To some, it might sound like a dream to have a boss that’s the life of the party. In theory, a gregarious leader makes work more fun and hopefully exemplifies balancing work and a social life exceptionally . Yet, what happens when the only thing your boss cares about is the party? Mark, a marketing expert in the UK found out what happens when your boss is more concerned with all night revelry, than regulating nine-to-five. If most of us were being honest, we’d likely prefer to be at a party in Ibiza then sitting in our cubicle managing expense reports and returning emails. The difference between us and Mark’s bad boss is we don’t act on these impulses. If you’re like most hard working people you save the champagne and fast cars for the weekend, and the story that follows explains the very legitimate reasons we make these responsible decisions, and the repercussions when the person in charge continuously makes bad business choices.
I joined a new startup design agency as their head of online marketing and was told that I’d have six big accounts to work on. The day I started I had none. So, I helped out by becoming the sales and account manager, trying to pick up business along the way.
The boss lived the high life and moved to Ibiza, a small island in the Mediterranean after a few months; and whilst trying to integrate himself into the local music scene, he kept signing up new web, SEO and app projects at zero cost. My colleagues and I kept saying he needed to start charging, but despite his lip service saying otherwise, things didn’t change.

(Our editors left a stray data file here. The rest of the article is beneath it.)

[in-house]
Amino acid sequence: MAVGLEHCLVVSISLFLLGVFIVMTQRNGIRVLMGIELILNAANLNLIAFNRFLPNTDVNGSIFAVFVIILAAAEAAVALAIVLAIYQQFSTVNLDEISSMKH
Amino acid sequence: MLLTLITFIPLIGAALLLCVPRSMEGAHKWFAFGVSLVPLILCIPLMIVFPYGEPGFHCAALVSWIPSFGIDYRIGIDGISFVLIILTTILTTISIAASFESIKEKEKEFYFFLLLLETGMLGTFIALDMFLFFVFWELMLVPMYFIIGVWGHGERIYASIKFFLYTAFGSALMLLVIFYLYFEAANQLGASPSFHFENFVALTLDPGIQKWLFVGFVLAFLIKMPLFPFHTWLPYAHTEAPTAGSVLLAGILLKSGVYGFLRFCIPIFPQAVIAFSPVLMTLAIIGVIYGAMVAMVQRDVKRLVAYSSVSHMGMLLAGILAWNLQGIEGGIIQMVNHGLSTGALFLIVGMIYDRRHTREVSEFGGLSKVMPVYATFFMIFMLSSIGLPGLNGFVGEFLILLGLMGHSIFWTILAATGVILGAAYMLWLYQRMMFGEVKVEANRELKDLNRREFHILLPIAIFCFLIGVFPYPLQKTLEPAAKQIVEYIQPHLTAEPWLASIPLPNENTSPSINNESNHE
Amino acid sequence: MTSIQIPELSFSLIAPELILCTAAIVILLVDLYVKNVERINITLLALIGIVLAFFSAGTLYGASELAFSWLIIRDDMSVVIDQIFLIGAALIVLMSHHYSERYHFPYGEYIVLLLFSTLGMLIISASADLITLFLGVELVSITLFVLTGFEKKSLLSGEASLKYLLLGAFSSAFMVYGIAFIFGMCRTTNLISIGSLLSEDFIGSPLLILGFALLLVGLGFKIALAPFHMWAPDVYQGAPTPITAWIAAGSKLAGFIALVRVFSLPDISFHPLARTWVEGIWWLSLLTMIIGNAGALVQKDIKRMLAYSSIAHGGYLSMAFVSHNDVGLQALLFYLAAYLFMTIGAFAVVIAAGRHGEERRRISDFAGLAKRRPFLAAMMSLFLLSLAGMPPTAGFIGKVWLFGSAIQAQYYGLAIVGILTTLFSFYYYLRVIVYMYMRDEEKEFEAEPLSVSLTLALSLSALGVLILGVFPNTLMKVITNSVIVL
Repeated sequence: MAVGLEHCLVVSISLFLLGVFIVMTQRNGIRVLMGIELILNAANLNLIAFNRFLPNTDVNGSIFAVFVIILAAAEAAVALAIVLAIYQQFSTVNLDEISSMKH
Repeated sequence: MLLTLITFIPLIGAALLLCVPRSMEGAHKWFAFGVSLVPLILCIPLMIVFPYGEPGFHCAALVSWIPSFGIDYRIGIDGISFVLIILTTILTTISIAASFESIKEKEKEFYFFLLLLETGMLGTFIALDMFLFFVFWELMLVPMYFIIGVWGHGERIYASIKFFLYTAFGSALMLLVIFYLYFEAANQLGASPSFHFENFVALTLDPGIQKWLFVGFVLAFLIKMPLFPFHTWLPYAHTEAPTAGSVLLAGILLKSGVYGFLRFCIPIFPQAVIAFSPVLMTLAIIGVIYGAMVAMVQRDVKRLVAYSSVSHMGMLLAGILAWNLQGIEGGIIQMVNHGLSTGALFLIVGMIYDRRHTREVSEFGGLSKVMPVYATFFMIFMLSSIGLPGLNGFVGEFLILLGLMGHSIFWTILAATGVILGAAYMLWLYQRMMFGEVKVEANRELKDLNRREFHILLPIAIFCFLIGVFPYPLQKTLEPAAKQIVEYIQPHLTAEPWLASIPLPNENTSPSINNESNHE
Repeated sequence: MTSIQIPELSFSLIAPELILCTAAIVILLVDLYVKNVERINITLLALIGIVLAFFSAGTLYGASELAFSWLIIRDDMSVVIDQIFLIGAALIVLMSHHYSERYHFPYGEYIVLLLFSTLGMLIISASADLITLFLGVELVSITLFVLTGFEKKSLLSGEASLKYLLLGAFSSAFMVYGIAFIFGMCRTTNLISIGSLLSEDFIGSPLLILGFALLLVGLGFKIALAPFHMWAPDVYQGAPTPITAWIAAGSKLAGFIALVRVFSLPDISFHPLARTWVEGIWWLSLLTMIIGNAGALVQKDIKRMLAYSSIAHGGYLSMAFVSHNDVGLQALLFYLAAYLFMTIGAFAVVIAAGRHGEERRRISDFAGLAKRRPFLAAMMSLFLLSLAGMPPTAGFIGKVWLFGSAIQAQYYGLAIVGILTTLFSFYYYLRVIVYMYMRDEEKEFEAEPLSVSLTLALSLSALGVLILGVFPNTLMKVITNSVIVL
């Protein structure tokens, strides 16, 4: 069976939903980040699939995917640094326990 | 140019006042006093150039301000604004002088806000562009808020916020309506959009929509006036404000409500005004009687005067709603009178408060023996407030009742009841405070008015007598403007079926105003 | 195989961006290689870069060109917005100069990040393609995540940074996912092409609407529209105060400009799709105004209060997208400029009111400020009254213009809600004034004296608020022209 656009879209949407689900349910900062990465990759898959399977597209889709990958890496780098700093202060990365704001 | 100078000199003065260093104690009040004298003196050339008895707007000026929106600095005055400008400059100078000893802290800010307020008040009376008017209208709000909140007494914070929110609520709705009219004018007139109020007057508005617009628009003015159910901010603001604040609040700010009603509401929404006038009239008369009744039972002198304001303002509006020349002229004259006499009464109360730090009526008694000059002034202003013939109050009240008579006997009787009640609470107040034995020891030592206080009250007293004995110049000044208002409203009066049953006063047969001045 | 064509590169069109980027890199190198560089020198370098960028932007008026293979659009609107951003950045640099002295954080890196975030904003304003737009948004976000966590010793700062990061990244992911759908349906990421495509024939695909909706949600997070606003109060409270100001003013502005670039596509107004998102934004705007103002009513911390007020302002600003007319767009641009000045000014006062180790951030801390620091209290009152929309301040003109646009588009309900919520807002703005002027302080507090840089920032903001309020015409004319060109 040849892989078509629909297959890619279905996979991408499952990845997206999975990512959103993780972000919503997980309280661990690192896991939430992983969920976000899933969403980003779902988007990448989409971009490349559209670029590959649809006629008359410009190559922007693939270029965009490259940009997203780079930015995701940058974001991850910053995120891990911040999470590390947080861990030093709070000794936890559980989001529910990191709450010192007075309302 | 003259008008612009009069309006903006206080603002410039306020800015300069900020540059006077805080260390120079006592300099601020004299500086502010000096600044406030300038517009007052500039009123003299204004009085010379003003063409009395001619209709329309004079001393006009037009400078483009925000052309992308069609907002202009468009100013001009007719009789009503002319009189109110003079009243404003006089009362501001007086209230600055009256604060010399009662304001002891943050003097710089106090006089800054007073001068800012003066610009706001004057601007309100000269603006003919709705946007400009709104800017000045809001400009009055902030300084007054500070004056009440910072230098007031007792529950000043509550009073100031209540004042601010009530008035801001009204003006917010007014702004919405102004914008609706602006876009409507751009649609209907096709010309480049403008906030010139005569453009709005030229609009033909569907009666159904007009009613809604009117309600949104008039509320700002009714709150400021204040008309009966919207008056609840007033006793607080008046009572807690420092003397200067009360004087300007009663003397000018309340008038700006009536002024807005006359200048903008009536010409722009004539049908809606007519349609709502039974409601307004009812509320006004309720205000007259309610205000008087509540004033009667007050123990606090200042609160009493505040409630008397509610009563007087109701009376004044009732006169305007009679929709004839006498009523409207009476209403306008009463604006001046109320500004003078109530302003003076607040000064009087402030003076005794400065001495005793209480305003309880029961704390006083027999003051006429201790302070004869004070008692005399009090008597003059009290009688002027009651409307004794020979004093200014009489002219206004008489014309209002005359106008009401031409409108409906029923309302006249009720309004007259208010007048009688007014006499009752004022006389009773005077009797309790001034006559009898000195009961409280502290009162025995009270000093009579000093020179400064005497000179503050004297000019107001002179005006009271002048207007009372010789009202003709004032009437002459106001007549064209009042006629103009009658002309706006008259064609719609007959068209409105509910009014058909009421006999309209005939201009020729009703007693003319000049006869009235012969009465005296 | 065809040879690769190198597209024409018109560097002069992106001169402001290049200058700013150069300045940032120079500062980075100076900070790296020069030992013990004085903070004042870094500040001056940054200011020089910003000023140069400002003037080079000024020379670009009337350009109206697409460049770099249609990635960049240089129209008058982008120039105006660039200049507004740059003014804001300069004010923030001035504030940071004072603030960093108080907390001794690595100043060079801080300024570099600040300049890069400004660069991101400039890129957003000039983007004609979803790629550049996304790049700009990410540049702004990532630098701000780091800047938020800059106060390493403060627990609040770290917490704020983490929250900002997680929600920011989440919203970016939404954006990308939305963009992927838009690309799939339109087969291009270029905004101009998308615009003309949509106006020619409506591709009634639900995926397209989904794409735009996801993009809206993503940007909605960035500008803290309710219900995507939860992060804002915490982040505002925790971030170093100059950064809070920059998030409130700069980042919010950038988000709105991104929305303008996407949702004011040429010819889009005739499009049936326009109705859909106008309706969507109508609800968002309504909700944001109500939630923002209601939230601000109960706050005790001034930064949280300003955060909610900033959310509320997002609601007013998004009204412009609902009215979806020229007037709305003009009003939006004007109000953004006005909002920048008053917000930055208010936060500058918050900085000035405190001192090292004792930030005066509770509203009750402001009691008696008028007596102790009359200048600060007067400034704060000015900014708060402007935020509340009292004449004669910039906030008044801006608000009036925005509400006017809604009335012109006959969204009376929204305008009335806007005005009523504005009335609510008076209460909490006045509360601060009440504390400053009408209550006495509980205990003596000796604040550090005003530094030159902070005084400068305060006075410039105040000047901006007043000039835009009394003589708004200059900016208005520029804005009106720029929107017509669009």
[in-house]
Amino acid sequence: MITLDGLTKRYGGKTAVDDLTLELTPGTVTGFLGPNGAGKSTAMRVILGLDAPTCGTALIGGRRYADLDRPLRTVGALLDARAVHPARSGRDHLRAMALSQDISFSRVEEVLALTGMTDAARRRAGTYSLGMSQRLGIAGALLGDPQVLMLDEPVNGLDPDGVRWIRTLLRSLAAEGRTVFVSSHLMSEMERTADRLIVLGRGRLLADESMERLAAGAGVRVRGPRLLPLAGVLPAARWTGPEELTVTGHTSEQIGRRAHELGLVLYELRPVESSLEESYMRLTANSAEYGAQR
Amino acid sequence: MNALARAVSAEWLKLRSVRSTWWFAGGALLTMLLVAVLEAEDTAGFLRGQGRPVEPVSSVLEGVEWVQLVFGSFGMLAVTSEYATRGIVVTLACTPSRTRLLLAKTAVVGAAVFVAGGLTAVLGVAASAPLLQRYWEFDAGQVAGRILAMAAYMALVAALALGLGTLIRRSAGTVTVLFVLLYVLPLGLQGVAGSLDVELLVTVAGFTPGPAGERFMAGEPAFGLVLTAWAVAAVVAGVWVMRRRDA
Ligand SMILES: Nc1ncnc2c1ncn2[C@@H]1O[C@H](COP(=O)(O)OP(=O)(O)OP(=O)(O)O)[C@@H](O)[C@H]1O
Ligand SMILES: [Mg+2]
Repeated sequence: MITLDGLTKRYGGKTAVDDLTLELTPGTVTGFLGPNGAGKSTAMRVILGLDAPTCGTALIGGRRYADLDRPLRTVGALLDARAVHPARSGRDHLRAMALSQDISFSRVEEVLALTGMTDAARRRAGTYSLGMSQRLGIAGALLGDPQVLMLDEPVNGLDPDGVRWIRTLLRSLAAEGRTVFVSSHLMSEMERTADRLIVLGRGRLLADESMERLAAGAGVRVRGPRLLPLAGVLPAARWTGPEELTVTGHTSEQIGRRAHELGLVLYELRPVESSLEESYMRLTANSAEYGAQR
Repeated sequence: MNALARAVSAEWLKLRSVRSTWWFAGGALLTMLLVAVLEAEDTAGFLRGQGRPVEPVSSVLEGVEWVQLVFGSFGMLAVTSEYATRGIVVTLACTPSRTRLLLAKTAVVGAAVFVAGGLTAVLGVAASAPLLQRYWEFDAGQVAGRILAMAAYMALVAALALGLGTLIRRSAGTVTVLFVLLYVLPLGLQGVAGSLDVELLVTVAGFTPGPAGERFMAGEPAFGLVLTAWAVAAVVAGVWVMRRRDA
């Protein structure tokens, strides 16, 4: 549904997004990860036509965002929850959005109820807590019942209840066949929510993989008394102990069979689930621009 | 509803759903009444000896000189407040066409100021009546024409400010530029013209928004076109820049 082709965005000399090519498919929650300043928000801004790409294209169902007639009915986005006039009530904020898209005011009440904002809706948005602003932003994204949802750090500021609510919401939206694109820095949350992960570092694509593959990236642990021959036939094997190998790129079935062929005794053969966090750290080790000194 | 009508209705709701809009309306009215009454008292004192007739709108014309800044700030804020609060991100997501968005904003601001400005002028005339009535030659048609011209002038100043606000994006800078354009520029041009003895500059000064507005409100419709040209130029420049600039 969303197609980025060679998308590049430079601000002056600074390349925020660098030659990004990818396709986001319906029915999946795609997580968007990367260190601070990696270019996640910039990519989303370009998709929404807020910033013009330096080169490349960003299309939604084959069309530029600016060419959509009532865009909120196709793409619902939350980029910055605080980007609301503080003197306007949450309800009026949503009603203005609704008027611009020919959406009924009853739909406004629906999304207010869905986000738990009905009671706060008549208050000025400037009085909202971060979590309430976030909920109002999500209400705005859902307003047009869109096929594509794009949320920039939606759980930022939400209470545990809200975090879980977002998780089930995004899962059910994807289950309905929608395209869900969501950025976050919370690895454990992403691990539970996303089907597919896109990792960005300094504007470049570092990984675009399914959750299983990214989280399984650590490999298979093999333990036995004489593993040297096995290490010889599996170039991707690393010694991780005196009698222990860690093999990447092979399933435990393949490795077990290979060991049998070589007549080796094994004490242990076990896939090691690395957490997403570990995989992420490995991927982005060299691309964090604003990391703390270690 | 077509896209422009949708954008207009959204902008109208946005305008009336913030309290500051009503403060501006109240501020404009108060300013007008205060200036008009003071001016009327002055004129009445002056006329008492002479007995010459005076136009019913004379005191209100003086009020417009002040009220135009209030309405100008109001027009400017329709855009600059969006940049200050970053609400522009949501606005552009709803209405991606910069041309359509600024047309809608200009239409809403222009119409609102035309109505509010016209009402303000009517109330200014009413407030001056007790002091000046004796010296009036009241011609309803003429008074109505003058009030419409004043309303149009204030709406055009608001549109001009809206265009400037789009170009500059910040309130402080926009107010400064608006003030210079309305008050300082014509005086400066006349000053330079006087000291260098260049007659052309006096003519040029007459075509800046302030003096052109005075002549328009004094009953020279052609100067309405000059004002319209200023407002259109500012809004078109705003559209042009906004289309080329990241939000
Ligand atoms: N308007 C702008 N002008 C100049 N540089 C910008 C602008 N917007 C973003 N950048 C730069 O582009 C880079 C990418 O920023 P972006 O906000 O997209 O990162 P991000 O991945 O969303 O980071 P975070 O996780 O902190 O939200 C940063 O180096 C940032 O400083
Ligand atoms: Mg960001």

I managed to bring in several contracts covering my salary, but noticed the boss kept drawing against the business finances to fund his lifestyle. In February, alarm bells sounded when he couldn’t pay our full wages. This continued until March when I’d finally had enough and handed in my notice. It’s now October and I still haven’t seen my wages from March-April, despite his assurances I’d be compensated.
According to the 2013 Gallup report managers from hell are “creating active disengagement costing the U.S. an estimated $450 billion to $550 billion annually.” A great deal of this cost comes from excessive employee turnover when the workforce needs to be constantly replaced due to bad bosses’ ability to drive away even the most dedicated employees.
So How Can You Keep Your Best Employees?
- Explain company goals– Great bosses explain what’s expected of their employees. Clear communication lets employees know what’s expected of them.
- Lay out a path for employees- Superior leaders help employees see a clear track to achieving goals. This increases visibility, and allows employees to be closer aligned with company aims.
- Reward those who succeed- Let employees know that hard work pays off and they’ll stay motivated.
- Be a humane boss– See our earlier post
Have any stories of a particularly horrendous or, fingers crossed, an exceptional boss story of your own? We’d love to hear them! Send to email@example.com.